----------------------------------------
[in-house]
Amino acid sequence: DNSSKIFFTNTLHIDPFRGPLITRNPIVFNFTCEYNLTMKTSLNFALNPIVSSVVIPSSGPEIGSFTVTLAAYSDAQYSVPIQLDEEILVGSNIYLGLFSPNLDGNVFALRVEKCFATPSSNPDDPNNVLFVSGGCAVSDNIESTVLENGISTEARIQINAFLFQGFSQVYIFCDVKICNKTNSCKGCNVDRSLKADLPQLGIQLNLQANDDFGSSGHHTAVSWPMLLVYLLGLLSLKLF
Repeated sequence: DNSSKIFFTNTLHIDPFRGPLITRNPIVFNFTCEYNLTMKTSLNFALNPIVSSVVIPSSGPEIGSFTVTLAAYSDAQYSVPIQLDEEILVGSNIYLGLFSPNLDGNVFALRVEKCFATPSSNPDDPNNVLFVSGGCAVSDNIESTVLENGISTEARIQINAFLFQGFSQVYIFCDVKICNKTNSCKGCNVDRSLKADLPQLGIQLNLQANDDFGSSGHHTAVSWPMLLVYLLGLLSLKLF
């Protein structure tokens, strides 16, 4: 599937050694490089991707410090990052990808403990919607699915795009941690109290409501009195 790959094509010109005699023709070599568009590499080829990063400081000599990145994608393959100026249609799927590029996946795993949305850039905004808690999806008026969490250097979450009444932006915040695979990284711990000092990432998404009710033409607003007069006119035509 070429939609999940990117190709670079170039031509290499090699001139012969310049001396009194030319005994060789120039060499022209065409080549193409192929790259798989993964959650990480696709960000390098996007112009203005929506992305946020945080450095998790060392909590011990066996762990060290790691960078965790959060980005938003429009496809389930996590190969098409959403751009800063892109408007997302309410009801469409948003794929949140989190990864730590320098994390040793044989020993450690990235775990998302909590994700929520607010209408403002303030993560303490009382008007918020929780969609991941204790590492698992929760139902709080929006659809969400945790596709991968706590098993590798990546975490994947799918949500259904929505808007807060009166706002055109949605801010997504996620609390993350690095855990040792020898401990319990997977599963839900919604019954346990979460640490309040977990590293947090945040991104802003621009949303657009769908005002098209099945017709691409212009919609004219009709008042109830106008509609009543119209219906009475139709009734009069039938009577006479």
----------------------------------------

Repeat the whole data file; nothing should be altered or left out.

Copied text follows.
[in-house]
Amino acid sequence: DNSSKIFFTNTLHIDPFRGPLITRNPIVFNFTCEYNLTMKTSLNFALNPIVSSVVIPSSGPEIGSFTVTLAAYSDAQYSVPIQLDEEILVGSNIYLGLFSPNLDGNVFALRVEKCFATPSSNPDDPNNVLFVSGGCAVSDNIESTVLENGISTEARIQINAFLFQGFSQVYIFCDVKICNKTNSCKGCNVDRSLKADLPQLGIQLNLQANDDFGSSGHHTAVSWPMLLVYLLGLLSLKLF
Repeated sequence: DNSSKIFFTNTLHIDPFRGPLITRNPIVFNFTCEYNLTMKTSLNFALNPIVSSVVIPSSGPEIGSFTVTLAAYSDAQYSVPIQLDEEILVGSNIYLGLFSPNLDGNVFALRVEKCFATPSSNPDDPNNVLFVSGGCAVSDNIESTVLENGISTEARIQINAFLFQGFSQVYIFCDVKICNKTNSCKGCNVDRSLKADLPQLGIQLNLQANDDFGSSGHHTAVSWPMLLVYLLGLLSLKLF
């Protein structure tokens, strides 16, 4: 599937050694490089991707410090990052990808403990919607699915795009941690109290409501009195 790959094509010109005699023709070599568009590499080829990063400081000599990145994608393959100026249609799927590029996946795993949305850039905004808690999806008026969490250097979450009444932006915040695979990284711990000092990432998404009710033409607003007069006119035509 070429939609999940990117190709670079170039031509290499090699001139012969310049001396009194030319005994060789120039060499022209065409080549193409192929790259798989993964959650990480696709960000390098996007112009203005929506992305946020945080450095998790060392909590011990066996762990060290790691960078965790959060980005938003429009496809389930996590190969098409959403751009800063892109408007997302309410009801469409948003794929949140989190990864730590320098994390040793044989020993450690990235775990998302909590994700929520607010209408403002303030993560303490009382008007918020929780969609991941204790590492698992929760139902709080929006659809969400945790596709991968706590098993590798990546975490994947799918949500259904929505808007807060009166706002055109949605801010997504996620609390993350690095855990040792020898401990319990997977599963839900919604019954346990979460640490309040977990590293947090945040991104802003621009949303657009769908005002098209099945017709691409212009919609004219009709008042109830106008509609009543119209219906009475139709009734009069039938009577006479």